Thursday, December 26, 2013


Astronomy is a natural science that is the study of celestial objects (such as moons, planets, stars, nebulae, and galaxies), the physics, chemistry, mathematics, and evolution of such objects, and phenomena that originate outside the atmosphere of Earth, including supernovae explosions, gamma ray bursts, and cosmic background radiation. A related but distinct subject, cosmology, is concerned with studying the universe as a whole.
Astronomy is one of the oldest sciences. Prehistoric cultures left behind astronomical artifacts such as the Egyptian monuments and Nubian monuments, and early civilizations such as the Babylonians, Greeks, Chinese, Indians, Iranians and Maya performed methodical observations of the night sky. However, the invention of the telescope was required before astronomy was able to develop into a modern science. Historically, astronomy has included disciplines as diverse as astrometry, celestial navigation, observational astronomy, and the making of calendars, but professional astronomy is nowadays often considered to be synonymous with astrophysics.
During the 20th century, the field of professional astronomy split into observational and theoretical branches. Observational astronomy is focused on acquiring data from observations of astronomical objects, which is then analyzed using basic principles of physics. Theoretical astronomy is oriented toward the development of computer or analytical models to describe astronomical objects and phenomena. The two fields complement each other, with theoretical astronomy seeking to explain the observational results and observations being used to confirm theoretical results.
Amateur astronomers have contributed to many important astronomical discoveries, and astronomy is one of the few sciences where amateurs can still play an active role, especially in the discovery and observation of transient phenomena.

Astronomy is not to be confused with astrology, the belief system which claims that human affairs are correlated with the positions of celestial objects. Although the two fields share a common origin they are now entirely distinct.

Astronomy: Songs and Music
"Astronomy" is a rock song by Blue Öyster Cult that has appeared on several of the band's albums. It was first published on their 1974 album Secret Treaties. Their second live album, Some Enchanted Evening, included a version with an extended guitar solo and a third version was included on the Imaginos album. It was also re-recorded for the band's Cult Classic collection in connection with the TV miniseries of Stephen King's The Stand. Most recently the song was included on the A Long Day's Night album.
Blue Oyster Cult – Astronomy lyrics

Clock strikes twelve and moondrops burst
Out at you from their hiding place
Like acid and oil on a madman's face
His reason tends to fly away
Like lesser birds on the four winds
Like silver scrapes in may
And now the sand's become a crust
Most of you have gone away

Come susie dear, let's take a walk
Just out there upon the beach
I know you'll soon be married
And you'll want to know where winds come from
Well it's never said at all
On the map that carrie reads
Behind the clock back there you know
At the four winds bar

Hey! hey! hey! hey!

Four winds at the four winds bar
Two doors locked and windows barred
One door to let to take you in
The other one just mirrors it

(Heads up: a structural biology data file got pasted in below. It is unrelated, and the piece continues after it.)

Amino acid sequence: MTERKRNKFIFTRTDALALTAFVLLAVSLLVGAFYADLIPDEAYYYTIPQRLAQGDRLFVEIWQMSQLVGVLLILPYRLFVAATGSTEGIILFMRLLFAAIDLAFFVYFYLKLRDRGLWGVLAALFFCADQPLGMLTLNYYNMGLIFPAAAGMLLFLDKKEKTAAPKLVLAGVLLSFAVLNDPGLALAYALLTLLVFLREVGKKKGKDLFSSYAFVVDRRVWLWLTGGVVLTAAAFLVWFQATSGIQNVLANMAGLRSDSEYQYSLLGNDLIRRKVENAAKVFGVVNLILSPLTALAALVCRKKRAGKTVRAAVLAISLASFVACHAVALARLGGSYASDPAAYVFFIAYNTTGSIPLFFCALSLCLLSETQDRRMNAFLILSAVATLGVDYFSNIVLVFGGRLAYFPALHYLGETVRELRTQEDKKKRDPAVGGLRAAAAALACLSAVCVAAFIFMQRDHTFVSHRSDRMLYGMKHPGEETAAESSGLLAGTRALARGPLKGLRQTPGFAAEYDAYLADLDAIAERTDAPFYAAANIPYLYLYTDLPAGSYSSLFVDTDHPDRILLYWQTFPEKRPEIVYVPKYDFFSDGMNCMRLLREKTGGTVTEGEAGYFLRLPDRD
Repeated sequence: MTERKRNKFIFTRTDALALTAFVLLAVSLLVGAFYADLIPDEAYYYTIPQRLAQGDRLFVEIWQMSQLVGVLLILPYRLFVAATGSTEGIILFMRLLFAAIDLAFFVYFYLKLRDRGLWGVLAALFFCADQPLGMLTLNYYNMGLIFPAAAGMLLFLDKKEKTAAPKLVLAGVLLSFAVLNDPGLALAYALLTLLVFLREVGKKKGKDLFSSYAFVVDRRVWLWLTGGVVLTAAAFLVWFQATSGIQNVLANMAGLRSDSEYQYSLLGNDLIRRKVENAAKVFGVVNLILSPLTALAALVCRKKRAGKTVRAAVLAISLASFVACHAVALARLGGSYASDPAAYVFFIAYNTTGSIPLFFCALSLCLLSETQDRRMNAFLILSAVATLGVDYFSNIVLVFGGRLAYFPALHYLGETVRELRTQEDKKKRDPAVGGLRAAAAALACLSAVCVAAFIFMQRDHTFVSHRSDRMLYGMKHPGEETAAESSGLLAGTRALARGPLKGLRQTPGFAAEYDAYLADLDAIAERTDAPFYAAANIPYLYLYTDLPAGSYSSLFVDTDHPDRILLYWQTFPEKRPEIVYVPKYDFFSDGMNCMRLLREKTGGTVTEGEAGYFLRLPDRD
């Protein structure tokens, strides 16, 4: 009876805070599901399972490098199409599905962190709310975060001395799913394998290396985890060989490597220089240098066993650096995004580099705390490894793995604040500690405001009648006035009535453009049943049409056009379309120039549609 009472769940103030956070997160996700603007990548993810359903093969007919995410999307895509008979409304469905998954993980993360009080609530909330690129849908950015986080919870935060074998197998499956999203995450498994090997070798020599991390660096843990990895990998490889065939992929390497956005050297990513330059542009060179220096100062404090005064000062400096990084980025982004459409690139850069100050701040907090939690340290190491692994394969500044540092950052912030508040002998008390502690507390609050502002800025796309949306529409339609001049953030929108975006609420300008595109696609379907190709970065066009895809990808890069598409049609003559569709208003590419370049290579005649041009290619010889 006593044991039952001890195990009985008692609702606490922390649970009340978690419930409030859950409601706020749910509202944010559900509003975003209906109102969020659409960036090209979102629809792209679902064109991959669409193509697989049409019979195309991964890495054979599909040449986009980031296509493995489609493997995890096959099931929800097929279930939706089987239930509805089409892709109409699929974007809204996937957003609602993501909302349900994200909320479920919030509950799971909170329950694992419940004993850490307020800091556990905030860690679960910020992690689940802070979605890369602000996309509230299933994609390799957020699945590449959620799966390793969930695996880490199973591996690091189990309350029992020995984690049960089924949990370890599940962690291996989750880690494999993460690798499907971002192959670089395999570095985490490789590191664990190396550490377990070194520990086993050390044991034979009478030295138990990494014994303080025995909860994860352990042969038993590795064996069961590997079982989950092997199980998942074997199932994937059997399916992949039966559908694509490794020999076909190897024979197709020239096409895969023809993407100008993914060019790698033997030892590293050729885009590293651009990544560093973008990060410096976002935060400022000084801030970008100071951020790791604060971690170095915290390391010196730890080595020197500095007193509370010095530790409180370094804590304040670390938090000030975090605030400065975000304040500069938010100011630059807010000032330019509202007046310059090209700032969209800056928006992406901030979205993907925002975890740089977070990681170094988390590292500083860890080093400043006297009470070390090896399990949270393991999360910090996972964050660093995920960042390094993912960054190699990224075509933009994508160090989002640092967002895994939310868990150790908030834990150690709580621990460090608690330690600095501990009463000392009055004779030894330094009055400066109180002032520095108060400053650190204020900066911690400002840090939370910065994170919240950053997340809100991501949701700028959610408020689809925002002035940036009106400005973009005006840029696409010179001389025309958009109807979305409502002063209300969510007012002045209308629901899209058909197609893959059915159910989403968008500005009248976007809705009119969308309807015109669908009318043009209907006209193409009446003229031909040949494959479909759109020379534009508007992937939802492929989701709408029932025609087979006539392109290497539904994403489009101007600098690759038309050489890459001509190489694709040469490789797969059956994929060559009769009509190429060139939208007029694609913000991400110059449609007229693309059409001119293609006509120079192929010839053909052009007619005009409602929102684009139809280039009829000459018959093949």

Hey! hey! hey! hey!

Hellish glare and inference
The other one's a duplicate
The queenly flux, eternal light
Or the light that never warms
Yes the light that never, never warms
Or the light that never
Never warms
Never warms
Never warms

The clock strikes twelve and moondrops burst
Out at you from their hiding place
Miss carrie nurse and susie dear
Would find themselves at four winds bar

It's the nexus of the crisis
And the origin of storms
Just the place to hopelessly
Encounter time and then came me

Hey!hey! hey! hey!

Call me desdinova
Eternal light
These gravely digs of mine
Will surely prove a sight
And don't forget my dog
Fixed and consequent

Astronomy...a star

Vangelis - Cosmos
Cosmos is a collection of space music from the early Vangelis CDs of the '70s.
Heaven and Hell, released in 1975, is the fifth solo album by Greek electronic composer Vangelis. It got worldwide recognition through the use of "Movement 3" as the theme for the television documentary series Cosmos. Heaven and Hell was the first album Vangelis composed and recorded in his new Nemo Studios in London, the studio he used between 1975 and 1987.
The album has classical overtones, in contrast with the progressive rock on both the previous and the following albums, Earth (1973) and Albedo 0.39 (1976) respectively. Vangelis would return to classical style work ten years later, on Mask (1985).Vangelis dabbles with choral sections joined with his now typical electronic washes of sound, a concept he would return to in the nineties with his Conquest of Paradise and Mythodea. By now, Vangelis had left behind his electronic-progressive-rock forays. In fact, this album constitutes the first album where Vangelis establishes himself as one of the main figures in the growing musical genre of electronic instrumental and new age, creating a web of sound linking several simultaneous beats and melodic lines of different timbres on his synthesizers.
This album also marked the first collaboration between Vangelis and Jon Anderson, on "So Long Ago, So Clear", which would continue more fully a few years later.

The Galaxy Song - Learn some astronomy
Monty Python's Galaxy Song, from the film: The Meaning of Life, with lyrics and relevant illustrations.

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